Figure 3. Platform feeders are comprised of a flat, raised surface on which seeds, fruits and other foods are spread.
Figure 3.  Platform feeders are comprised of a flat, raised surface on which seeds, fruits and other foods are spread.
Credit: E. Willcox, UF/IFAS


  • Suet feeders—Woodpeckers, bluebirds, cardinals, chickadees, jays, nuthatches, titmice, and wrens are all regular visitors to this type of feeder, which is usually a simple wire cage sized to hold a suet cake. The birds that visit the feeder cling to the wires and peck at the suet inside. Look out for bottom suet feeders that are specially made for clinging birds like woodpeckers and nuthatches that can hang upside down and feed.


Figure 4. Suet feeders are generally a wire cage sized to hold a suet cake.
Figure 4.  Suet feeders are generally a wire cage sized to hold a suet cake.
Credit: E. Willcox, UF/IFAS



Figure 5. There are two general types of nyjer feeder, one, often referred to as a thistle sock, consists of a fine mesh bag.
Figure 5.  There are two general types of nyjer feeder, one, often referred to as a "thistle sock," consists of a fine mesh bag.
Credit: B. Edmonds, UF/IFAS



Figure 6. Nectar feeders come in a variety of shapes and sizes, but most feature plenty of red, since this is a very attractive color to hummingbirds.
Figure 6.  Nectar feeders come in a variety of shapes and sizes, but most feature plenty of red, since this is a very attractive color to hummingbirds.
Credit: S. Harmon, UF/IFAS



Figure 7. Fruit feeders are designed to hold large fruit pieces.
Figure 7.  Fruit feeders are designed to hold large fruit pieces.
Credit: T. Sohl,


  • Nyjer feeders—These feeders are filled with nyjer (also called niger or thistle), a small seed very popular with American goldfinches, purple finches and pine siskins. However, most other birds will not feed from them. There are two general types of nyjer feeder. The first looks similar to a tube feeder, the only difference being that the feeding ports are much smaller. The second, often referred to as a "thistle sock," consists of a fine mesh bag. Feeding birds cling to this bag to extract the seed. More robust "thistle socks" are made from metal mesh. The birds that visit nyjer feeders are only present in Florida during the winter. Therefore, you only need to put them out in your yard between October and March.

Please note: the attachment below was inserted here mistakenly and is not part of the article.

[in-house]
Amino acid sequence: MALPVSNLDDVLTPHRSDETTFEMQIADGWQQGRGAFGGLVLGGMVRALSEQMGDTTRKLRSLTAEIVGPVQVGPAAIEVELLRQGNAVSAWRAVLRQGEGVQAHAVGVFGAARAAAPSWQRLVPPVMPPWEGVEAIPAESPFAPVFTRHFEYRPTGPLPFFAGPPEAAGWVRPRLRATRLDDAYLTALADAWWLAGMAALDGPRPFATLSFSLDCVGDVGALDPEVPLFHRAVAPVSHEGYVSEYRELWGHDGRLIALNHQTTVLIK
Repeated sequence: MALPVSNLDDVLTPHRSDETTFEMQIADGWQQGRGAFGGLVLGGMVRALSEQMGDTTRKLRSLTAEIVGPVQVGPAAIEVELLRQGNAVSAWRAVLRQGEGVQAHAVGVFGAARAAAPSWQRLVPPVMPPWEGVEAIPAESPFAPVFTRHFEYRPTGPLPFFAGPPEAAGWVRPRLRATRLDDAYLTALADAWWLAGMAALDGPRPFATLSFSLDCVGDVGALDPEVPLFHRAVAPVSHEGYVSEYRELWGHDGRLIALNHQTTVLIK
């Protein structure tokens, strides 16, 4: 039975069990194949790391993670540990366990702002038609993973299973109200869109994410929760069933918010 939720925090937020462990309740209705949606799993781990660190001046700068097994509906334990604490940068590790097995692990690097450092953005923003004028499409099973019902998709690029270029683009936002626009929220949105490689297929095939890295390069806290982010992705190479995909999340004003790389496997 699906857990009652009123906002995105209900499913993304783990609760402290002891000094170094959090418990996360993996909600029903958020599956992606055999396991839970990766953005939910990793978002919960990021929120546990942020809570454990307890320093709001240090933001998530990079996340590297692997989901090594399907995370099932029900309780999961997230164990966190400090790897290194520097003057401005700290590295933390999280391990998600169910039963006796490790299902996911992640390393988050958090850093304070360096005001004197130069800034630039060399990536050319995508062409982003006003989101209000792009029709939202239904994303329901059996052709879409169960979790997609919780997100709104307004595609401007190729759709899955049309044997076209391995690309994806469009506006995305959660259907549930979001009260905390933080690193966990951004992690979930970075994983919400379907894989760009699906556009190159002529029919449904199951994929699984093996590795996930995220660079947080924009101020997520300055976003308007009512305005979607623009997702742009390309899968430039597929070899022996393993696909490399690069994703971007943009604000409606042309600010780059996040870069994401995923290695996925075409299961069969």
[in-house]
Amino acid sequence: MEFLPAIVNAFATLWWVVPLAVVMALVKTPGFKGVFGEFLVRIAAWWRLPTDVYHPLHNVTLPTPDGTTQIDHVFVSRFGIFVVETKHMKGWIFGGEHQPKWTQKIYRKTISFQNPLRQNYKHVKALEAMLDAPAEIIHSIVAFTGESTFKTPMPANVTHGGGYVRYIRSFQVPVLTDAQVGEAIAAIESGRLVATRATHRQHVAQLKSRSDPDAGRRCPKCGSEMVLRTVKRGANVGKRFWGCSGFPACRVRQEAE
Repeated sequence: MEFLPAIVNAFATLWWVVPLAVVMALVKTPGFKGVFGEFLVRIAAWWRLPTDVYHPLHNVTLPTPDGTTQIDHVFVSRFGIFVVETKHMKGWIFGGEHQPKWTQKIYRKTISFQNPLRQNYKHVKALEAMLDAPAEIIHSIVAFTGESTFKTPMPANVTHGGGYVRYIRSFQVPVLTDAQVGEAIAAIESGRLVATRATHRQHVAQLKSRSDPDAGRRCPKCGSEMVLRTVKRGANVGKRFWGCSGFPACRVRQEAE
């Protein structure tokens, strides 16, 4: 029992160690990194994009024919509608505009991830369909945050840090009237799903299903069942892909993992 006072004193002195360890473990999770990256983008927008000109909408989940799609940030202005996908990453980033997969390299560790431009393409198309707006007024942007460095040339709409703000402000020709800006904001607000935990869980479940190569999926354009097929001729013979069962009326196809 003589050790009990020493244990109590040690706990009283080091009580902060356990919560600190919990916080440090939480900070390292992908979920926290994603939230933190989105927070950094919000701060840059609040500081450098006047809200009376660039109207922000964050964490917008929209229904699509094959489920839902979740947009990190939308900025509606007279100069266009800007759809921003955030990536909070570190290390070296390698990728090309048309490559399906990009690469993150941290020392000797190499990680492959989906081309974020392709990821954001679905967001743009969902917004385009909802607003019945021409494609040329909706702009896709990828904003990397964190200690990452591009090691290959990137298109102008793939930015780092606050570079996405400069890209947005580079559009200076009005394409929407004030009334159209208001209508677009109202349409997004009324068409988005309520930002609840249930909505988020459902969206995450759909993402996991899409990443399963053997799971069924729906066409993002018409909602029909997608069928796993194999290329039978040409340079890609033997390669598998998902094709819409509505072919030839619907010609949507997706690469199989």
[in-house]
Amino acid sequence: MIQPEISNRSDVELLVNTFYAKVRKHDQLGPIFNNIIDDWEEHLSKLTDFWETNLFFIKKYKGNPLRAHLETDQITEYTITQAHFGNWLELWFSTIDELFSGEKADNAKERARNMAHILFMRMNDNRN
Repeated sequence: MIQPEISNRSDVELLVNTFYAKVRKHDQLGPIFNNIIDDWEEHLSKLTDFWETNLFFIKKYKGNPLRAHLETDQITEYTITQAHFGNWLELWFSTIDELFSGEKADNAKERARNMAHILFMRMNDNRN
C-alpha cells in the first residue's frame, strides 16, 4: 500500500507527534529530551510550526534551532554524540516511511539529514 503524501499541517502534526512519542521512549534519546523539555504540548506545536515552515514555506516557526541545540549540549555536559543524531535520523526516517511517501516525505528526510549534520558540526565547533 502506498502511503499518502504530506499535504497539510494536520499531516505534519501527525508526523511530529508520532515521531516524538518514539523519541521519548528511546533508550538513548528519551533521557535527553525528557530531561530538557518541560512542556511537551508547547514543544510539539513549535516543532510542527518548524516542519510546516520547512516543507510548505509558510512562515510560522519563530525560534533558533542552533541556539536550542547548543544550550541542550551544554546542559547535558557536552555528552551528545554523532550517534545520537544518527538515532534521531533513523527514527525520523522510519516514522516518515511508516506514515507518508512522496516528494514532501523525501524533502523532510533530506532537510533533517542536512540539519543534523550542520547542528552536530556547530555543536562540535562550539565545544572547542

• Nectar feeders—Nectar feeders are primarily used by hummingbirds. They are designed to mimic the flowers from which these birds get their nectar and are usually filled with sugar water. They come in a variety of shapes and sizes, but most feature plenty of red, since this is a very attractive color to the tiny birds. Orioles, cardinals and woodpeckers will also use nectar feeders with larger feeding ports. Nectar feeders must be frequently cleaned because the sugar water they contain rapidly ferments and poses a serious threat to feeding birds. See cleaning section below for cleaning instructions.

  • Fruit feeders—These hanging feeders come in a mix of styles. All are designed to hold large fruit pieces consumed by bluebirds, orioles, house finches, woodpeckers, and a range of other species.


The type of food you stock in your feeder determines which birds you will attract. Some birds like seeds, fruit, or insects, others suet, and a small number nectar. A vast number of companies produce bird seed mixes that vary in content, cost, and quality. Although common, bird seed mixes are not usually the best choice. Seed mixes frequently contain more unwanted food, such as milo, oats, and red proso millet, than desirable food, such as sunflower. When these mixes are used, birds will empty your feeder quickly eating only the seeds they like and scattering the rest on the ground. Usually a single seed or making your own seed mix is preferable. When purchasing seed for birds, do not buy any coated with a red or pink dye. Seeds intended for planting are often treated with a fungicide called capstan and are marked with the red dye as a warning. Capstan is extremely toxic to birds.

  • Sunflower—Black-oil sunflower is the preferred seed of many birds and is generally the best all-around attractant. Its kernels are high in energy. In addition, its small size and thin shell make it easy for small birds to handle and crack. Striped sunflower seeds are larger and have a thicker shell making them difficult for small birds to consume.